The San Francisco 49ers received a taste of the Arizona Cardinals’ “air raid” offense on Thursday Night Football in Week 9, and they’ll have to do so again in Week 11.
Arizona’s “air raid” offense, employed by first-year head coach Kliff Kingsbury, managed 357 all-purpose yards in the game, which included 241 pass yards and two touchdowns from rookie quarterback Kyler Murray.
The 49ers face Murray and the Cardinals again in Week 11, this time at Levi’s Stadium, meaning head coach Kyle Shanahan and Co. better have paid attention to this air raid-style attack they’ll be forced to defend again.
Here are some lessons and breakdowns of the system the 49ers need to know and understand.
Overview of the air raid
The air raid isn’t a playbook or a scheme, such as the West Coast offense is. It’s simply a bunch of principles.
The core principles of the air raid are the following: aggressive play calling and play design, flexible play design, stretching the defense horizontally and vertically along with heavy focus on passing the ball.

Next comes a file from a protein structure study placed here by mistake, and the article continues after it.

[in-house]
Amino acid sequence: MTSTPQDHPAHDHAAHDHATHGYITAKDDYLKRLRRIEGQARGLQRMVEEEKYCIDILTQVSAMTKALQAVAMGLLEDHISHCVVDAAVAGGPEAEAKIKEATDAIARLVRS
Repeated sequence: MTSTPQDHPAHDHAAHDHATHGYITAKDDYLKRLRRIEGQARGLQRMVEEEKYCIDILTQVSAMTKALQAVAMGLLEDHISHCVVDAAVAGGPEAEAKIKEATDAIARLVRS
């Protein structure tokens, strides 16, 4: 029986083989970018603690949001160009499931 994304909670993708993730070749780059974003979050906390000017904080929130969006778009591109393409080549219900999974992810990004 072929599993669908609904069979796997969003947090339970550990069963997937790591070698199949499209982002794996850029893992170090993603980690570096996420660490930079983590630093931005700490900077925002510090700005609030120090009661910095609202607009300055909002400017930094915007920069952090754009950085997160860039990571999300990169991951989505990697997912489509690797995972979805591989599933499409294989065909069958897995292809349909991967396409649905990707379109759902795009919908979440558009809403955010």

The air raid first gained attention when Mike Leach was head coach of Texas Tech from 2000 through 2009. In 2002 through 2004, when Leach had Kingsbury as his quarterback (Kingsbury went on to become head coach at Texas Tech and coached now-Kansas City Chiefs quarterback Mahomes when he was there), he set the record for most completions in a career and led them on some incredible come-from-behind wins, such as their one against TCU when they trailed by 21-0 and rallied spectacularly to win 70-35.
The departure of Kingsbury showed how effective the system was, as the quarterbacks who took his place in the ensuing years continued to smash records, allowing Texas Tech to punch far above its weight.
The air raid system has been used by some of the best offenses in college football since its breakout under Leach at Texas Tech. These include the Oklahoma Sooners and OSU, Washington State, where Leach is currently coaching, West Virginia, Baylor, Kansas, Kentucky and, of course, Texas Tech.
The system has also allowed high schools significantly outperform their talent level. It has allowed bad NFL quarterbacks, like Luke Falk, Geno Smith and Davis Webb, to put up great college numbers. Talented QBs like Mahomes, Murray and the Cleveland Browns’ Baker Mayfield, put up extraordinary and historic numbers in college, too. Mayfield and Murray both won the Heisman Trophy within this kind of system.